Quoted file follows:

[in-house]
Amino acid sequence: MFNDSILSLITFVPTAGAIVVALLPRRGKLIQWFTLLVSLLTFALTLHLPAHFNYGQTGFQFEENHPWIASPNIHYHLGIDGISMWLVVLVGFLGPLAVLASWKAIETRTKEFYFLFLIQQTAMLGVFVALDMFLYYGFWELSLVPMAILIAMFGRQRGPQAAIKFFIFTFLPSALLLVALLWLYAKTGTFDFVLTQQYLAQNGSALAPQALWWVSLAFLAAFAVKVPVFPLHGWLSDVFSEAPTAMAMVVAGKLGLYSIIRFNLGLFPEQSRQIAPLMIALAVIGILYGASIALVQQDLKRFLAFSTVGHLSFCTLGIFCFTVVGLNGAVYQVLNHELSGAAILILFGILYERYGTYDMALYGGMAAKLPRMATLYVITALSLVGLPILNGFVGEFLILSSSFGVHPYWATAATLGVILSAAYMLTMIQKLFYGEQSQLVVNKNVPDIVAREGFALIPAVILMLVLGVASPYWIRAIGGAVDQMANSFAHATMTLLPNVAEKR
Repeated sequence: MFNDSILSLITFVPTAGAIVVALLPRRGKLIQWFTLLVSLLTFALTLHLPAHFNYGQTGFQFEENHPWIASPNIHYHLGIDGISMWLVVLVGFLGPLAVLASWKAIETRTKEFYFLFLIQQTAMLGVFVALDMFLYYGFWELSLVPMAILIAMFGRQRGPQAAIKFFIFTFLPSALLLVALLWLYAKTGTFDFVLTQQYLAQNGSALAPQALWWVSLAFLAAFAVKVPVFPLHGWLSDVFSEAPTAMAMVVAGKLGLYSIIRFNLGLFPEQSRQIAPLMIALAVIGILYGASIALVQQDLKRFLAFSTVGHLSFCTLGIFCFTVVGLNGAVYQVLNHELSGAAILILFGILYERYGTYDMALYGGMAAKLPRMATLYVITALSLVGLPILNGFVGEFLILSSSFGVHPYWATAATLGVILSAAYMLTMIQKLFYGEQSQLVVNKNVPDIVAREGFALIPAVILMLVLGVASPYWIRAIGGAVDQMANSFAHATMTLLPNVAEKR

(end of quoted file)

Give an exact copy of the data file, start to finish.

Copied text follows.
[in-house]
Amino acid sequence: MFNDSILSLITFVPTAGAIVVALLPRRGKLIQWFTLLVSLLTFALTLHLPAHFNYGQTGFQFEENHPWIASPNIHYHLGIDGISMWLVVLVGFLGPLAVLASWKAIETRTKEFYFLFLIQQTAMLGVFVALDMFLYYGFWELSLVPMAILIAMFGRQRGPQAAIKFFIFTFLPSALLLVALLWLYAKTGTFDFVLTQQYLAQNGSALAPQALWWVSLAFLAAFAVKVPVFPLHGWLSDVFSEAPTAMAMVVAGKLGLYSIIRFNLGLFPEQSRQIAPLMIALAVIGILYGASIALVQQDLKRFLAFSTVGHLSFCTLGIFCFTVVGLNGAVYQVLNHELSGAAILILFGILYERYGTYDMALYGGMAAKLPRMATLYVITALSLVGLPILNGFVGEFLILSSSFGVHPYWATAATLGVILSAAYMLTMIQKLFYGEQSQLVVNKNVPDIVAREGFALIPAVILMLVLGVASPYWIRAIGGAVDQMANSFAHATMTLLPNVAEKR
Repeated sequence: MFNDSILSLITFVPTAGAIVVALLPRRGKLIQWFTLLVSLLTFALTLHLPAHFNYGQTGFQFEENHPWIASPNIHYHLGIDGISMWLVVLVGFLGPLAVLASWKAIETRTKEFYFLFLIQQTAMLGVFVALDMFLYYGFWELSLVPMAILIAMFGRQRGPQAAIKFFIFTFLPSALLLVALLWLYAKTGTFDFVLTQQYLAQNGSALAPQALWWVSLAFLAAFAVKVPVFPLHGWLSDVFSEAPTAMAMVVAGKLGLYSIIRFNLGLFPEQSRQIAPLMIALAVIGILYGASIALVQQDLKRFLAFSTVGHLSFCTLGIFCFTVVGLNGAVYQVLNHELSGAAILILFGILYERYGTYDMALYGGMAAKLPRMATLYVITALSLVGLPILNGFVGEFLILSSSFGVHPYWATAATLGVILSAAYMLTMIQKLFYGEQSQLVVNKNVPDIVAREGFALIPAVILMLVLGVASPYWIRAIGGAVDQMANSFAHATMTLLPNVAEKR